We saw cute guinea pigs, which reminded me of Spike and Angel, my late husband’s pets when we still lived in Carbondale, IL. I took them with me when I moved to Tennessee in 2017, but I was terribly allergic to them and had to rehome them after a couple of years. My son still got to meet them. They make such sweet squeaky sounds when food is in sight!
Lyons Cub admired a beautiful gray heron spreading its mighty wings, and a second one walking by proudly.
There was a tawny owl, which you can see hidden in the right upper-hand corner of the third picture:
This owl can hunt on the ground and in the air. It lives on worms that it’s pulling out of the ground, as well as rodents, and in winter, when the latter become scarcer, it catches birds instead. The tawny owl likes to breed in buildings or in empty nests of other birds, and once it has found a home, it usually remains faithful to it. The sign says that its characteristic call, “hoo hoo-hoo, oo oo” can be heard from afar, and its warning cry, “kju-witt” sounds like the German, “Komm’ mit!” (“Come with me!”), which lent itself to superstition. It was thought that an owl was the messenger of death, and that this bird of the night would come to take the soul of the deceased with it.
Leander met some gray geese:
We walked through the forest, which had educational signs in many places, talking about the birds and amphibians living there. One sign explained the niche of dead wood, where hedgehogs live, for example. We admired a pond with a little fountain and so full of pond scum that it looked like a meadow you can walk on. My son was fascinated by the pond moss, but grandma made sure he didn’t get too close to the water. There was a little hut he went in, to look out of the window. The sign on the hut said, “Saugstelle,” which means it’s a place to take water out for the fire-engines (and also for other reasons).
What mommy found fascinating are the stems of a parasitic plant that melted into its host, making it look like veins running all up into the tree, as well as the thicket of red branches of a bush:
Finally, we found a dispenser that still had food inside, so we purchased a couple of packages for Lyons Cub to feed the animals. You can see very well in the first video that he was still quite scared of the sheep and threw the pellets over the fence.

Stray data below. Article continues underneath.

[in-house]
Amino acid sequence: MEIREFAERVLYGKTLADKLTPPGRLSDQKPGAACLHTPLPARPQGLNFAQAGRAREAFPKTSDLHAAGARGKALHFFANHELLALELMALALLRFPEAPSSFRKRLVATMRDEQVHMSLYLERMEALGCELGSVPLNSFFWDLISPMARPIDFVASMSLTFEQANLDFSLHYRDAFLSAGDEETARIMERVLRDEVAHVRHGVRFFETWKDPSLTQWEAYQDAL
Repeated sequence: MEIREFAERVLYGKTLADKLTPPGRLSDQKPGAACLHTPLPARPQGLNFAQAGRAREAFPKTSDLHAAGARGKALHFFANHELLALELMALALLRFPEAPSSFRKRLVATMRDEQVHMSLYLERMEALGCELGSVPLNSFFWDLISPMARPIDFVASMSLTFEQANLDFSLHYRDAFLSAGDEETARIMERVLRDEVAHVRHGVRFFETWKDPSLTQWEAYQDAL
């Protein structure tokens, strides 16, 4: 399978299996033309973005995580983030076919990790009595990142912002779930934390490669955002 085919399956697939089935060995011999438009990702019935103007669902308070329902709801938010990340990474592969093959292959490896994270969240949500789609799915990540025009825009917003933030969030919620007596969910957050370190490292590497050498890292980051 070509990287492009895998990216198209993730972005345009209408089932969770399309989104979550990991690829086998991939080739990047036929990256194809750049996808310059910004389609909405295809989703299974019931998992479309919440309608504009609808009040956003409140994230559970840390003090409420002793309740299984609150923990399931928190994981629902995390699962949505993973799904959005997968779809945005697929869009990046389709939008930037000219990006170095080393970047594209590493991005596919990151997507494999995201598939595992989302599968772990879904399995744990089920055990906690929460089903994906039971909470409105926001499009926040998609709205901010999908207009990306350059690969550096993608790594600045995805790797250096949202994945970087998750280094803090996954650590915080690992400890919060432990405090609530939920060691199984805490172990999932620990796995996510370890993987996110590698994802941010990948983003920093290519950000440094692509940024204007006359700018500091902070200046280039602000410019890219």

However, when he watched the older kids and grandma feed them, he finally dared to put the food on his outstretched hand and offered it to the animals through the fence, and that went much better. Soon, they all crowded around him. I have to say the sheep didn’t look like they needed any more food. But feeding the animals was allowed (only with the purchased pellet food, not with food brought from home, not even chestnuts, since some could choke on them).
Here’s his first attempt at feeding the sheep:
And this is when he had learned to put the food on his hand instead of throwing it over the fence:
We went past the deer again on our way back. There was a fence in front of the fence they were behind, so my son would never have been able to throw them some pellets, but mommy could aim far enough. At first, there was just one, a kid that still had spots; then, there were two; then three, and then a whole lot of them!
Lyons Cub seemed to like the goats the most (although he told me, “I like all animals!”). Two of them started a little fight and banged their horns (they were still kids, playing), and the mommies-to-be waddled over to get a snack, and a big dude with long horns was very persistent, yet friendly. My son loved to pet the little horns of the young males.
Now, it was time to return home, since the park closed at 5 p.m. Normally, my son doesn’t like it when “it’s over,” for example when we have to leave a playground, but after walking so much today, he was pretty tired and even wanted voluntarily into his stroller, with a bread roll and an orange juice. We drove back home and dropped off grandma on the way. He was in bed by 7 p.m., which hardly ever happens without dispute! 🙂
For more of our adventures with animals, check out our trip to the Wuppertal Zoo!